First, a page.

THURSDAY, Jan. 22 (HealthDay News) -- People with psoriasis can get valuable educational, psychological and social support from online communities, a U.S. study finds.
It included 260 adults who took part in one of five online support groups. The participants -- mostly white, female, college-educated and averaging 40 years old -- included 188 (73.7 percent) with moderate or severe psoriasis and 206 (79.9 percent) who rated their health as average or better.
The availability of resources was the key factor in their use of an online support group, followed by convenience, access to good advice and lack of embarrassment when dealing with personal issues. In addition, about three-fourths of the participants said anonymity was an important feature of online support use.
The study found that 49.5 percent of participants said they believed their quality of life improved, and 41 percent perceived improvements in psoriasis severity, after they joined an online group. The findings were published in the January issue of Archives of Dermatology.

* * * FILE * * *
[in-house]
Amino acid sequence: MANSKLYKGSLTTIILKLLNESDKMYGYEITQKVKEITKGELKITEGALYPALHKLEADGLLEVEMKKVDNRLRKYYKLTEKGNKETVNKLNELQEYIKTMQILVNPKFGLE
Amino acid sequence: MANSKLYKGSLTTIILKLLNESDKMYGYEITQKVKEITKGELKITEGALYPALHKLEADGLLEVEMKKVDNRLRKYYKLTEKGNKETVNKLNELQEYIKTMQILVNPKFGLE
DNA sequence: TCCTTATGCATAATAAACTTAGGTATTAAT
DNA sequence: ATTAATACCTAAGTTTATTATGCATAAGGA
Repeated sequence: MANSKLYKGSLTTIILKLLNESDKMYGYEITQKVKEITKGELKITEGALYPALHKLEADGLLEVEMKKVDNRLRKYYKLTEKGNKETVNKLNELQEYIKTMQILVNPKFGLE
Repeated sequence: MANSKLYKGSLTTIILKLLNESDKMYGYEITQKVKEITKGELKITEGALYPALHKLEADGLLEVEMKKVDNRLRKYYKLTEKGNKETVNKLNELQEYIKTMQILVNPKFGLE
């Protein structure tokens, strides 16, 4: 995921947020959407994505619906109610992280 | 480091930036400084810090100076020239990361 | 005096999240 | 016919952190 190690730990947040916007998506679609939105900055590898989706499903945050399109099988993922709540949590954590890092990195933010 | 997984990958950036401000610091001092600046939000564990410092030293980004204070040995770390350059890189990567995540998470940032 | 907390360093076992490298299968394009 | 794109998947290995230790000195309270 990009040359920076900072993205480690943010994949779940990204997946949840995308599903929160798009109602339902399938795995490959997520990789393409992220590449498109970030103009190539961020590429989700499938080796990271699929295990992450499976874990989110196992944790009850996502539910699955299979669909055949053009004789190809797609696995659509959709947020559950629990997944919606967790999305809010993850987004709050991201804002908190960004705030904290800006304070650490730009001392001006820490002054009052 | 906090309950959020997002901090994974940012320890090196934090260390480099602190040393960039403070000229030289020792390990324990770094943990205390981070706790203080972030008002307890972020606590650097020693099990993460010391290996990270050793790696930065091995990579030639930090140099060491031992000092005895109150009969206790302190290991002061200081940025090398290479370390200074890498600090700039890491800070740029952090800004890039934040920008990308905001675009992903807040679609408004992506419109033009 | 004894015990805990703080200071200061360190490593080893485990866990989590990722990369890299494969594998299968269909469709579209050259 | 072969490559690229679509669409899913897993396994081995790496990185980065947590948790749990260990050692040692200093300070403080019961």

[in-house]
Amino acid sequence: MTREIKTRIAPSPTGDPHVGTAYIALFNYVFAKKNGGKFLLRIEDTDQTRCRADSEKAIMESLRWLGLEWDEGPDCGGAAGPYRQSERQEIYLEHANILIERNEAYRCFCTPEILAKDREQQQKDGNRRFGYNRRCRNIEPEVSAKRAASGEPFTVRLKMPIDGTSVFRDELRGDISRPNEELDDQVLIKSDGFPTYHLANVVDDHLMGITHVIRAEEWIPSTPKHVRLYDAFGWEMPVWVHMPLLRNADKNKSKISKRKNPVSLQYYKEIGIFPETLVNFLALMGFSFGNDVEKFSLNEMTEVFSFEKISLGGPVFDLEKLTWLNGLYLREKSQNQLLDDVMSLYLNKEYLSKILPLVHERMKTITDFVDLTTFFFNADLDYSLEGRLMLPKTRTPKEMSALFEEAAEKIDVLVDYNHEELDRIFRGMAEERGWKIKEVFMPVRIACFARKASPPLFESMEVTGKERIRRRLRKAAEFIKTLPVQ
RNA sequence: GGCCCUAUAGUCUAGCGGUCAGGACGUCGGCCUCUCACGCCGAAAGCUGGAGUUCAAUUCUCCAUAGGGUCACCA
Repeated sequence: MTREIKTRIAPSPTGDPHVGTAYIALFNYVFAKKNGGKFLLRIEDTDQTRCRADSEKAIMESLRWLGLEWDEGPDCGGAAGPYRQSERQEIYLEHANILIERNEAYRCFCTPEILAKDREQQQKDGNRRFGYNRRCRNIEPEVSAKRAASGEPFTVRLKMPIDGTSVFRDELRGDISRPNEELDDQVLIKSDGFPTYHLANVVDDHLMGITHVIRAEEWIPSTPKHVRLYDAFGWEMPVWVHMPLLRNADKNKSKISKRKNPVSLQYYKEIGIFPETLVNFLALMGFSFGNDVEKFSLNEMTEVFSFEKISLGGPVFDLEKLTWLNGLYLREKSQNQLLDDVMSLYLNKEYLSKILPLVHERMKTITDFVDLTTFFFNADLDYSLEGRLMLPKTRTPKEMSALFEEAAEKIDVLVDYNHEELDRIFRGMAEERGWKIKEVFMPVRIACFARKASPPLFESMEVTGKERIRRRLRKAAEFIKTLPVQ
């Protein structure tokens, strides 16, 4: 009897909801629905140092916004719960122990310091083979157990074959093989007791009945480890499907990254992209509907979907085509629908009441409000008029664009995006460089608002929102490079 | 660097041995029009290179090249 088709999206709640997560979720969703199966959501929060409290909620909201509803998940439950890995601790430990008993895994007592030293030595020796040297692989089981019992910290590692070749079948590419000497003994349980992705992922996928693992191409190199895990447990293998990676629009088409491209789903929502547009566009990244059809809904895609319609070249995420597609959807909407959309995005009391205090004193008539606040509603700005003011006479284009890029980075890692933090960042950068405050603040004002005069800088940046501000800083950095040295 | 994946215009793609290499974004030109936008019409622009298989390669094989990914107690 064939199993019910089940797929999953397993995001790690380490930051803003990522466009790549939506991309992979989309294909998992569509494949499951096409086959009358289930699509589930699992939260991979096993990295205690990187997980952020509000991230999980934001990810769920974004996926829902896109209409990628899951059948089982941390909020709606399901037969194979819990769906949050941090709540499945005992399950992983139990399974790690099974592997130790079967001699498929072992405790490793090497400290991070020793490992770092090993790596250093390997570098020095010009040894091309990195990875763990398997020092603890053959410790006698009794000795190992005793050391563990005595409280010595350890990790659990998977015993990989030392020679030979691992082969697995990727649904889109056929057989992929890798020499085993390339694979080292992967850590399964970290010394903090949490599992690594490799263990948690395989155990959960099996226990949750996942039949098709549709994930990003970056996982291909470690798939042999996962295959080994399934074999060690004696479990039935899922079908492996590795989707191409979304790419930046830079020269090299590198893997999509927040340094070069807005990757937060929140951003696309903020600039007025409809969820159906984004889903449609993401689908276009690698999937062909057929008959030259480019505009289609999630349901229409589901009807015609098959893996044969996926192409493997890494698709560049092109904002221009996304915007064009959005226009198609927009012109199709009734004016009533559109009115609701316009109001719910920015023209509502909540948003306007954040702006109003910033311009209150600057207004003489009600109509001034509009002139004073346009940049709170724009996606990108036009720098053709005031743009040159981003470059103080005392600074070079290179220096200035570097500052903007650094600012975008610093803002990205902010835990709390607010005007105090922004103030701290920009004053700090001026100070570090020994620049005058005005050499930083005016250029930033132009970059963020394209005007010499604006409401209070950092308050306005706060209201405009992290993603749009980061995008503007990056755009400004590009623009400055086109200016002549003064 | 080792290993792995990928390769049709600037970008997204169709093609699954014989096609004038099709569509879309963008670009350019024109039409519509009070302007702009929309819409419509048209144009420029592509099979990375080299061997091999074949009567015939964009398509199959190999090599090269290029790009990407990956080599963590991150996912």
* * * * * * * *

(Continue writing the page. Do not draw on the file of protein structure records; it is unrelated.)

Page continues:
"Although online psoriasis support groups are still in their nascent stage, they have captured a loyal and growing audience," wrote Shereene Z. Idriss and colleagues at the Center for Connected Health, Massachusetts General Hospital and Harvard Medical School, all in Boston. "The dermatology community should consider leveraging the infrastructure of online support groups to build on delivering personalized and integrated medical care to individuals affected by psoriasis."
Psoriasis, a disease that causes skin and joint problems, affects 0.6 percent to 4.8 percent of the world's population, according to background information in the study. The disease can also affect financial, emotional and sexual well-being, and about 10 percent of people with psoriasis have contemplated suicide, the study said in explaining the need for psychological support for people with the disease.
The American Academy of Family Physicians has more about psoriasis.
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